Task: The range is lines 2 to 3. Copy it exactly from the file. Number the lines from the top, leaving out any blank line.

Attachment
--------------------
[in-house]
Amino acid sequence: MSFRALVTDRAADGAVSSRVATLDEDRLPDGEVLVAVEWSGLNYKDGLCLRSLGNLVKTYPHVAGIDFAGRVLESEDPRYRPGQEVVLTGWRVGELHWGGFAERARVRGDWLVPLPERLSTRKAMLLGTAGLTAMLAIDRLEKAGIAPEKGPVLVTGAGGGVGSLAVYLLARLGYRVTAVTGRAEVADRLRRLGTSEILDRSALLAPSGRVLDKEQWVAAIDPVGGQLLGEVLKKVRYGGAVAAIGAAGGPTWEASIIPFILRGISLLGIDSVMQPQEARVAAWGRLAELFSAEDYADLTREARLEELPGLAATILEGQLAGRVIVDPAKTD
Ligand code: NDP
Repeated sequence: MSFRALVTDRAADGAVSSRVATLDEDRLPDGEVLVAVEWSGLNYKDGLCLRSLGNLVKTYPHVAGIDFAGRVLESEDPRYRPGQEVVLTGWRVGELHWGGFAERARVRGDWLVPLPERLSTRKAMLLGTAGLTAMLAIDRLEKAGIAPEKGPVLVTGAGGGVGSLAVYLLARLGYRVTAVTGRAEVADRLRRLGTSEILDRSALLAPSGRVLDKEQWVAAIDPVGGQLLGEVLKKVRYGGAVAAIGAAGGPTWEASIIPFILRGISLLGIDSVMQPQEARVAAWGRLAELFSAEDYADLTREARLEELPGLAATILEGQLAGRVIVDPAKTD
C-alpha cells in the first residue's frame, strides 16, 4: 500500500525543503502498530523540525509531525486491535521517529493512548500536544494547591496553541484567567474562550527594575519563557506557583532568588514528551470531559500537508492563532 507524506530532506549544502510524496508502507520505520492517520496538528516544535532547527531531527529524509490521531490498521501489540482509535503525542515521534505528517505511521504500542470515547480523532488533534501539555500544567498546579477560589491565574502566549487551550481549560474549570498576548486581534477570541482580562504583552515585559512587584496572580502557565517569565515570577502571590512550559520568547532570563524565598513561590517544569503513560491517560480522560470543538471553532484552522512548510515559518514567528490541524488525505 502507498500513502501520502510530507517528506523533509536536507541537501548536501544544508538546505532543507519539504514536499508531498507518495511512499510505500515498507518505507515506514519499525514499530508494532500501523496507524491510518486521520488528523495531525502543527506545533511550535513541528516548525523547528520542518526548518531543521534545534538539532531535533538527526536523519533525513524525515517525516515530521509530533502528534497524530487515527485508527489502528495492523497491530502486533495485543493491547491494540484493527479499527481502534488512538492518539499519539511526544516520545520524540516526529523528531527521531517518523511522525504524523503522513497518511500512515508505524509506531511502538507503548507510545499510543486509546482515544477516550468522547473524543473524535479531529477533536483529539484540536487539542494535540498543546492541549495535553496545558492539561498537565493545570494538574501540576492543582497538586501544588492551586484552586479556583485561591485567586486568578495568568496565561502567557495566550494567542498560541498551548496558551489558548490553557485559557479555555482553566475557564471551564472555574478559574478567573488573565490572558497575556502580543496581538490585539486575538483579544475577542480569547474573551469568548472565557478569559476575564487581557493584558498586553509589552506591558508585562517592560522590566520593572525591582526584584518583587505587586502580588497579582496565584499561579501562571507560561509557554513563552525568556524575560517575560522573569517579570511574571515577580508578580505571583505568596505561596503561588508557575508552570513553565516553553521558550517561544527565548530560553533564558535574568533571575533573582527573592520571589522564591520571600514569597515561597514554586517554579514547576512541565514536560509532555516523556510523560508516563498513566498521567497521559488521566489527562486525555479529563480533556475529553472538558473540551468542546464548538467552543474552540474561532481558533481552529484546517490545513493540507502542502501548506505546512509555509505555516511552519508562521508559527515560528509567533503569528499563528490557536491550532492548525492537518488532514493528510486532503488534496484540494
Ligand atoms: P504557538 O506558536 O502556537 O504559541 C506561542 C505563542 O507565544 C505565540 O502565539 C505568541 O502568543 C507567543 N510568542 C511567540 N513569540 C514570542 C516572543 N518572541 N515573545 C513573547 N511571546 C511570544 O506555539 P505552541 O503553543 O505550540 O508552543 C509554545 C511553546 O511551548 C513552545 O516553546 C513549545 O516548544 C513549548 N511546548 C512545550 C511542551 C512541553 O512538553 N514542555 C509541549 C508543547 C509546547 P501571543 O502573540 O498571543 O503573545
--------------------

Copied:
Amino acid sequence: MSFRALVTDRAADGAVSSRVATLDEDRLPDGEVLVAVEWSGLNYKDGLCLRSLGNLVKTYPHVAGIDFAGRVLESEDPRYRPGQEVVLTGWRVGELHWGGFAERARVRGDWLVPLPERLSTRKAMLLGTAGLTAMLAIDRLEKAGIAPEKGPVLVTGAGGGVGSLAVYLLARLGYRVTAVTGRAEVADRLRRLGTSEILDRSALLAPSGRVLDKEQWVAAIDPVGGQLLGEVLKKVRYGGAVAAIGAAGGPTWEASIIPFILRGISLLGIDSVMQPQEARVAAWGRLAELFSAEDYADLTREARLEELPGLAATILEGQLAGRVIVDPAKTD
Ligand code: NDP